Understanding net lease properties
Net lease properties are a popular investment option for commercial investors as they involve the tenant contributing to the outgoing expenses related to the property in addition to paying their base rent. Some examples of the outgoing expenses that the tenant may contribute to include land tax, council rates, water rates, insurance, management fees and strata levies. There are some benefits to a net lease agreement and there are also multiple types of net lease agreements. Having a solid understanding of these is an important factor when leasing a commercial or industrial property.
Benefits of net lease properties
A key factor of a net lease agreement on a commercial or industrial property is the shared financial responsibility involved between the owner and the tenant including:
- Stable cash flow: net lease properties provide commercial property owners with consistent rental income, as the tenant bears some of the property's operating costs
- Reduced management responsibilities: with tenants assuming various financial obligations, owners can enjoy a more passive investment, requiring less day-to-day management and involvement
- Tenant stability: net leases often involve long-term leases, which can provide stability for the owner, ensuring a predictable stream of income over an extended period of time
- Preservation of property value: as tenants are responsible for property maintenance and repairs, net lease agreements can help maintain the property's value over time
- Diversification: investing in net lease properties offers an opportunity for diversification within a real estate portfolio, as different types of properties and tenants can be considered
Four types of net lease available
Below are the four types of net lease available to commercial property investors.
1. Single net lease
A single net lease, also known as a net lease or N lease, is a commercial lease agreement where the tenant is responsible for paying their base rent plus one of the property’s operating expenses, usually property taxes. The owner of the property is responsible for covering all other operating expenses, such as insurance, maintenance and utilities.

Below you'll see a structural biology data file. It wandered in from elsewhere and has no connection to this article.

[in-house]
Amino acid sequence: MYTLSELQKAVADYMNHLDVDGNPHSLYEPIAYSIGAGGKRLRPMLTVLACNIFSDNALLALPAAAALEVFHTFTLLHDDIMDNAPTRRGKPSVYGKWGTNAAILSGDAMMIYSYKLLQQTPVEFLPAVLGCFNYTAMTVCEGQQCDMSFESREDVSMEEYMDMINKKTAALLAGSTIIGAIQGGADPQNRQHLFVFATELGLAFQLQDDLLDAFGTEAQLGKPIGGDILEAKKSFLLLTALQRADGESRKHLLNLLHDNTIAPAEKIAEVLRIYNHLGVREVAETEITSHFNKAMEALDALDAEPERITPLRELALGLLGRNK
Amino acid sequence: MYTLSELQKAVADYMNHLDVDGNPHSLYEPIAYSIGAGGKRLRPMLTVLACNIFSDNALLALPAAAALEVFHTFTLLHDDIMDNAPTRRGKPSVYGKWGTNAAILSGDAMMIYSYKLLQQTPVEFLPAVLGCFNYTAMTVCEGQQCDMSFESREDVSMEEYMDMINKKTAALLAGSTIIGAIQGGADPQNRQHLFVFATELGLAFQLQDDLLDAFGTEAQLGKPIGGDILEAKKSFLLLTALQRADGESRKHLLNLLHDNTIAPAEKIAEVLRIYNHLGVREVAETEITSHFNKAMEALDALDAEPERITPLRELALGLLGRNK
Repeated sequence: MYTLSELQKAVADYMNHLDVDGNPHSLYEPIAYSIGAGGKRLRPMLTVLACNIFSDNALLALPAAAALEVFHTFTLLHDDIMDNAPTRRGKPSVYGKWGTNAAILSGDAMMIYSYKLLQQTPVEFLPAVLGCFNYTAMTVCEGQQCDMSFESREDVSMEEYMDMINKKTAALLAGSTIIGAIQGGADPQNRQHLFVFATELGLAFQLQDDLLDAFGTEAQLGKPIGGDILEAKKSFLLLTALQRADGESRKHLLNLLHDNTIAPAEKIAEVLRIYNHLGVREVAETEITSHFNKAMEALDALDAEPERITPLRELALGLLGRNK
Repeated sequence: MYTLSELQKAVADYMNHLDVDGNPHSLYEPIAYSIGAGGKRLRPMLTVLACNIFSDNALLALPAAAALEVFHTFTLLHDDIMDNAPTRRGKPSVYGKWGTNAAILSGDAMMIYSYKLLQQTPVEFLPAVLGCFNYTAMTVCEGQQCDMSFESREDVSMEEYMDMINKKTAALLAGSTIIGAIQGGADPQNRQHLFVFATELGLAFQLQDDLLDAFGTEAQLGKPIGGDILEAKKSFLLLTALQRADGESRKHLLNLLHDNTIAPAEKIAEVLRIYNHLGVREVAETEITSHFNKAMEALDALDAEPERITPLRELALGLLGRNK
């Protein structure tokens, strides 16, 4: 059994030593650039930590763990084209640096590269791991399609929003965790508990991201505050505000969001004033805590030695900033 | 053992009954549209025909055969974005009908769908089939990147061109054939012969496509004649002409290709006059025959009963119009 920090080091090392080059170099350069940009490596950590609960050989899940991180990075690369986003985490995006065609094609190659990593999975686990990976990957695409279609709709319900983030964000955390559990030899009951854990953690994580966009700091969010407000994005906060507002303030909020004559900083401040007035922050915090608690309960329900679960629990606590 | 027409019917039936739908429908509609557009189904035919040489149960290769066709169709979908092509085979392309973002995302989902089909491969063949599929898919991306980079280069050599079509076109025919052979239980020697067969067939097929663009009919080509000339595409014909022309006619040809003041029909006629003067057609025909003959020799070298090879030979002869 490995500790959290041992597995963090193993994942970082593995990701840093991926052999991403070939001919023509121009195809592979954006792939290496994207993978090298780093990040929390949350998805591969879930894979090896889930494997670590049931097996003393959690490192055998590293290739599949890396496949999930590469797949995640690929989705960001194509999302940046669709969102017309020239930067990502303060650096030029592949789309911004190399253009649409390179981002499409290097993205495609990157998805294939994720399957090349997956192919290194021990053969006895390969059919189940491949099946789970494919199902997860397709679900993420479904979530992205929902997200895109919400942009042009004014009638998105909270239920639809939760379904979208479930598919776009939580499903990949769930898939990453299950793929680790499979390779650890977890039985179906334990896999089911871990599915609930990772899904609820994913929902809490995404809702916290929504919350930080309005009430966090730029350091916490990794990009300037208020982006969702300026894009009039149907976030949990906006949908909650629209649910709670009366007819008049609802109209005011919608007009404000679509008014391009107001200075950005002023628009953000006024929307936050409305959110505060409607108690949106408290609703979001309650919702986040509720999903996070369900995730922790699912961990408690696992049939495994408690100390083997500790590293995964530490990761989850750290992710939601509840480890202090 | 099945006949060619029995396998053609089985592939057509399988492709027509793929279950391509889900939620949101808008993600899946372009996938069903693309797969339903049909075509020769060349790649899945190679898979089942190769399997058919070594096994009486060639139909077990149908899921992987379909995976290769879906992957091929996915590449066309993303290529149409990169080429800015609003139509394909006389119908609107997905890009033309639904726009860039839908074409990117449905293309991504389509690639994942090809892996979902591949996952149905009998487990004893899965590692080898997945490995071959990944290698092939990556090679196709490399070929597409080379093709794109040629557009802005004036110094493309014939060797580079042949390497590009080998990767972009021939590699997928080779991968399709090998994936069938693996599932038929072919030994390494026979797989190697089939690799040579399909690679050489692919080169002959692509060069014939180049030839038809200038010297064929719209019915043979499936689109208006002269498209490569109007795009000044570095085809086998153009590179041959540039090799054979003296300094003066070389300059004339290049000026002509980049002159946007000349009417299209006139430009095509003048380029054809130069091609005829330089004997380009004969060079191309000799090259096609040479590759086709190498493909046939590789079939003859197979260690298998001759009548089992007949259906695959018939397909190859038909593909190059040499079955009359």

2. Double net lease
A double net lease, also known as a net-net or NN lease, takes the financial responsibilities of the tenant a step further. In addition to paying rent and property taxes, they are responsible for insurance premiums related to the property. The commercial property owner/landlord remains responsible for structural maintenance and repairs. Double net leases are often seen in multi-tenant buildings, such as strip malls or office complexes, where tenants share common areas and facilities.
3. Triple net lease
A triple net lease, also known as an NNN lease, is the most common type of net lease for commercial real estate. Here, the tenant is responsible for the majority of the financial obligations associated with the property including property taxes, insurance and repairs and maintenance costs.
4. True net lease
Unlike single, double and triple net leases, true net leases are less common in Australia with the exception of some long-term government buildings or corporate headquarters. True net leases, also known as absolute net leases, absolve landlords from all responsibilities for the building’s expenses. This essentially means the tenant owns the building without having to purchase it and the base rent on these buildings are often much lower than more traditional net lease agreements to account for the owner’s lower outgoings.
Final considerations when investing in or taking on net lease properties
Net lease properties provide commercial investors with added security due to stable cash flow and reduced management responsibilities. However, it’s crucial to understand the types of net leases and their goals and risk tolerance before making any investment decision. As a tenant of a net lease property, consider the benefits that arise from control over the building, maintenance timing and contractors chosen that can be afforded to you under some net lease agreements. You gain the independence of commercial property ownership without the large capital investment of ownership.
By thoroughly assessing net lease opportunities and the unique features of each lease type, an informed decision that aligns with your or your company’s financial obligations and future investment plans can be made.
Contact our team of leasing agents today for further information.